Spinning Babies celebrates physiological and spontaneous birth and seeks to understand the variables to replicate the environment of success for that still-significant percentage of women whose babies won’t spontaneously turn. Many don’t need a cesarean.  Many avert their cesarean by applied techniques without control study evidence. .

How do we reach these women? We actually don’t have to speak of posterior fetal position! We can easily promote the comforting and effective maternal positioning techniques “to make room for the baby!” Many women enjoy being proactive in her pregnancy. Women seek physiologic options before resorting to obstetrical and mechanical interventions.

I will continue to help women have a healthy, safe, even happy birth with the mother's reports as my evidence. Its true that some women would have had a shorter easier second birth than their first posterior labors, but the frequency of short subsequent labors might be worth investigating. The Spinning Babies approach to maternal positioning strategies for fetal rotation are sufficiently successful and ever improving. Gentle techniques with scant research but abundant anecdotal evidence to support them are now spread worldwide with the social networking enthusiasm of birth activists and appreciative parents. Certainly, women are benefiting now from my and others recommendations for maternal positioning. (Gizzo) I add myofascial (muscles and connective tissue) passive stretch techniques to make room, or reduce tightness, in the path of the baby.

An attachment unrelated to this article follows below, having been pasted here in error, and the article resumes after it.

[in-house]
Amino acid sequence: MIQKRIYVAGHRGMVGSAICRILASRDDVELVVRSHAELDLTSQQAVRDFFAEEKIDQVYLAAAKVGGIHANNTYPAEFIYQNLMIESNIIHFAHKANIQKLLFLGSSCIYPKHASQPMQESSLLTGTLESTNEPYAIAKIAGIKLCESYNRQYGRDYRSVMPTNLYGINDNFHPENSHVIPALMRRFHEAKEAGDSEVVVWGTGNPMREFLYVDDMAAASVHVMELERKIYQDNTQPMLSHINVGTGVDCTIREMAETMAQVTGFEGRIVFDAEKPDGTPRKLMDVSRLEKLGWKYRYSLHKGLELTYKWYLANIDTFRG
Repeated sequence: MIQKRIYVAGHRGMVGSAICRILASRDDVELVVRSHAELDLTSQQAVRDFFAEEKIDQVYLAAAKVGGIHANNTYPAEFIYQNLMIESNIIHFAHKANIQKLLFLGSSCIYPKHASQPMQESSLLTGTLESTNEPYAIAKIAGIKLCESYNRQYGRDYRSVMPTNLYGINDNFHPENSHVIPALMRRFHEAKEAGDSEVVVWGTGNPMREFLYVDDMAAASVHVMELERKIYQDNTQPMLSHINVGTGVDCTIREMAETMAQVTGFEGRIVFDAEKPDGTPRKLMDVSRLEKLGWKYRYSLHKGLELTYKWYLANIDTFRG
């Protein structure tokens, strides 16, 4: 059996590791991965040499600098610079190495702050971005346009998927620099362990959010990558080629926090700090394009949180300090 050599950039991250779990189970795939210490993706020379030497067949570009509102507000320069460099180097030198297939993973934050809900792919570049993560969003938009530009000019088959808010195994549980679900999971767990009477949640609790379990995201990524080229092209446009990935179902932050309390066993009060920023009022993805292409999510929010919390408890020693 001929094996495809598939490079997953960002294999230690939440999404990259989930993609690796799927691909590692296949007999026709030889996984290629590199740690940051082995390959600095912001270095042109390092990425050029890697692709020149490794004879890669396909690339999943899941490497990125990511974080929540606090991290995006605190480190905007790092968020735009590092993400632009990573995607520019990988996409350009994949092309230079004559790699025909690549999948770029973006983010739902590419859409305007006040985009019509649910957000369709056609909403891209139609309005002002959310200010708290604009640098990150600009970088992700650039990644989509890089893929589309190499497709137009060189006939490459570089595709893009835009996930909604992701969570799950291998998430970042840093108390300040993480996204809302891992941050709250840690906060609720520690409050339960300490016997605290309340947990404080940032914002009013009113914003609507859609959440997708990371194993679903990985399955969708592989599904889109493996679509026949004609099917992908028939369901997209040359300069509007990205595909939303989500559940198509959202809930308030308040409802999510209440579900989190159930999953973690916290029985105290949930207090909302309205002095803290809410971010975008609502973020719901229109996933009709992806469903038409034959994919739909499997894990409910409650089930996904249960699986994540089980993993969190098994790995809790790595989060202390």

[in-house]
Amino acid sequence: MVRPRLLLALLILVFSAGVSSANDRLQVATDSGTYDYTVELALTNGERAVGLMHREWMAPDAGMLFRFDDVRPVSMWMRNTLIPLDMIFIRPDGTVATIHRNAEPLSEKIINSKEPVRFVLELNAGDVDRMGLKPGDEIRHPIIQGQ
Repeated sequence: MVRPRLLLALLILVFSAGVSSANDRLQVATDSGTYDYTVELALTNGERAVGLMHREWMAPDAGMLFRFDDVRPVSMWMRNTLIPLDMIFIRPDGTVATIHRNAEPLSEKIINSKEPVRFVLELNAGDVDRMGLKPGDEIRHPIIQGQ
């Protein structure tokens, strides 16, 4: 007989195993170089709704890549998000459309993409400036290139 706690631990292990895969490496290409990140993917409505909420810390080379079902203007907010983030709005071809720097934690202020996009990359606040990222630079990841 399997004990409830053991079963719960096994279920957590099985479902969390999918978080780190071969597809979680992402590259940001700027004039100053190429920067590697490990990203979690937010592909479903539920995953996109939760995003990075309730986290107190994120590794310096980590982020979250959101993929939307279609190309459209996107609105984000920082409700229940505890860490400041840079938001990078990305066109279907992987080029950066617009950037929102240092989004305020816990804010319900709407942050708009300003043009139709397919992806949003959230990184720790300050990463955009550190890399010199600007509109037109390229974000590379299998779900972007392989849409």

World fame may be transitory without convincing research. I so want research specific to Spinning Babies’ approach to provide a third leg of the stool to balance the two opposing strategies of Wait-n-see vs. Cut-em-out. There are more than two answers to any argument. And this is certainly the case for labor progress solutions for posterior and other challenging positions.


A Research Dilemma

How shall we study something as complex as a paradigm?

For a premise like Spinning Babies, scientific clarity begs multivariable factors for the
flexion, rotation and descent of normal cardinal movements of birth. For instance, we cannot consider that all the factors for a progressing labor are exactly similar in a non-progressing labor. Most pelvises have been shown to be “adequate” after cesareans. Most babies estimated to be large are found, after the cesarean, to be smaller. Might there be other elements of the anatomy than that bony pelvis at play with birth?

Can the most simple solution be the answer to a complex problem? The Karminia study is often cited to disregard maternal positioning, though only hands and knees and pelvic rocking was studied and only 11% of study subjects fully complied to the 2 ten-minute periods for the full three weeks before birth. Even with that low compliance we should have seen a difference in outcomes for those few. But we learned that this highly-recommended comfort measure is not also a rotation measure in pregnancy. That’s all. In labor, hands and knees position helped OP babies rotate (Stremler), especially when adding Rebozo sifting (Cohen) .